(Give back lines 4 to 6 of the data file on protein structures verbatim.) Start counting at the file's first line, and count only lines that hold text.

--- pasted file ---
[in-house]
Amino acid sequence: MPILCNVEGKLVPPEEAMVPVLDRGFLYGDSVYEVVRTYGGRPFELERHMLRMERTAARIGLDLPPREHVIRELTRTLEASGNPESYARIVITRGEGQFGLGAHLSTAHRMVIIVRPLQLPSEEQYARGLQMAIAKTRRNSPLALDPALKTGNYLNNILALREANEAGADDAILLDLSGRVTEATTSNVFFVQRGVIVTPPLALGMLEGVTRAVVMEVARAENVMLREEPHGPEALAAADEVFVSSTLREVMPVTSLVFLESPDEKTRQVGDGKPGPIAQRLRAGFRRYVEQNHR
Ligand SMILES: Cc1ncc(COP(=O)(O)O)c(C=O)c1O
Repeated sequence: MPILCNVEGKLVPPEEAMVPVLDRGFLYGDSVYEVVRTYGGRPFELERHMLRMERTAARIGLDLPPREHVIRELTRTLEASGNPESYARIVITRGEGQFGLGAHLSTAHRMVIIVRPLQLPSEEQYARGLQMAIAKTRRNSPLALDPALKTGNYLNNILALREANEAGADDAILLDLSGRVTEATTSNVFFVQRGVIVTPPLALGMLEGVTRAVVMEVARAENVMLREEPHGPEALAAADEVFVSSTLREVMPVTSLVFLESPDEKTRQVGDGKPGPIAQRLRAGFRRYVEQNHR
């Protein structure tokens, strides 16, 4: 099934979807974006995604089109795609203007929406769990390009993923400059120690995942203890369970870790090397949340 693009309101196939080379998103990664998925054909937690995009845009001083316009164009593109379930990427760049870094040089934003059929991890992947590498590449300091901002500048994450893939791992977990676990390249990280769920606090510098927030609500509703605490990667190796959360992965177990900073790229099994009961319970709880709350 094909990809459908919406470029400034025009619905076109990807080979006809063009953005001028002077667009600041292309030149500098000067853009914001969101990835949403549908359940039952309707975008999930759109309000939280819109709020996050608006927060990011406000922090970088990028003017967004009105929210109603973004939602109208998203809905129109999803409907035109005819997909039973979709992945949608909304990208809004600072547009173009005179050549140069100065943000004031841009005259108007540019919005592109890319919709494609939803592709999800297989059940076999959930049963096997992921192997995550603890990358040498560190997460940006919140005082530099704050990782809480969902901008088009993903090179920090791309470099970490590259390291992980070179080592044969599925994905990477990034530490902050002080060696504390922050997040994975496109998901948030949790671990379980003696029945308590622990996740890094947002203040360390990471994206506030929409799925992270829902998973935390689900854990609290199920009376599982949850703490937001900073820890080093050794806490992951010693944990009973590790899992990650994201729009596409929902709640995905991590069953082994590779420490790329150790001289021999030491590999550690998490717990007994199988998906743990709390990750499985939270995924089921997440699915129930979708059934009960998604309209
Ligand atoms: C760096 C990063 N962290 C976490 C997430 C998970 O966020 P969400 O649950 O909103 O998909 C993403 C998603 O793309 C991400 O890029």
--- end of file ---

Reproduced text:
Repeated sequence: MPILCNVEGKLVPPEEAMVPVLDRGFLYGDSVYEVVRTYGGRPFELERHMLRMERTAARIGLDLPPREHVIRELTRTLEASGNPESYARIVITRGEGQFGLGAHLSTAHRMVIIVRPLQLPSEEQYARGLQMAIAKTRRNSPLALDPALKTGNYLNNILALREANEAGADDAILLDLSGRVTEATTSNVFFVQRGVIVTPPLALGMLEGVTRAVVMEVARAENVMLREEPHGPEALAAADEVFVSSTLREVMPVTSLVFLESPDEKTRQVGDGKPGPIAQRLRAGFRRYVEQNHR
């Protein structure tokens, strides 16, 4: 099934979807974006995604089109795609203007929406769990390009993923400059120690995942203890369970870790090397949340 693009309101196939080379998103990664998925054909937690995009845009001083316009164009593109379930990427760049870094040089934003059929991890992947590498590449300091901002500048994450893939791992977990676990390249990280769920606090510098927030609500509703605490990667190796959360992965177990900073790229099994009961319970709880709350 094909990809459908919406470029400034025009619905076109990807080979006809063009953005001028002077667009600041292309030149500098000067853009914001969101990835949403549908359940039952309707975008999930759109309000939280819109709020996050608006927060990011406000922090970088990028003017967004009105929210109603973004939602109208998203809905129109999803409907035109005819997909039973979709992945949608909304990208809004600072547009173009005179050549140069100065943000004031841009005259108007540019919005592109890319919709494609939803592709999800297989059940076999959930049963096997992921192997995550603890990358040498560190997460940006919140005082530099704050990782809480969902901008088009993903090179920090791309470099970490590259390291992980070179080592044969599925994905990477990034530490902050002080060696504390922050997040994975496109998901948030949790671990379980003696029945308590622990996740890094947002203040360390990471994206506030929409799925992270829902998973935390689900854990609290199920009376599982949850703490937001900073820890080093050794806490992951010693944990009973590790899992990650994201729009596409929902709640995905991590069953082994590779420490790329150790001289021999030491590999550690998490717990007994199988998906743990709390990750499985939270995924089921997440699915129930979708059934009960998604309209
Ligand atoms: C760096 C990063 N962290 C976490 C997430 C998970 O966020 P969400 O649950 O909103 O998909 C993403 C998603 O793309 C991400 O890029």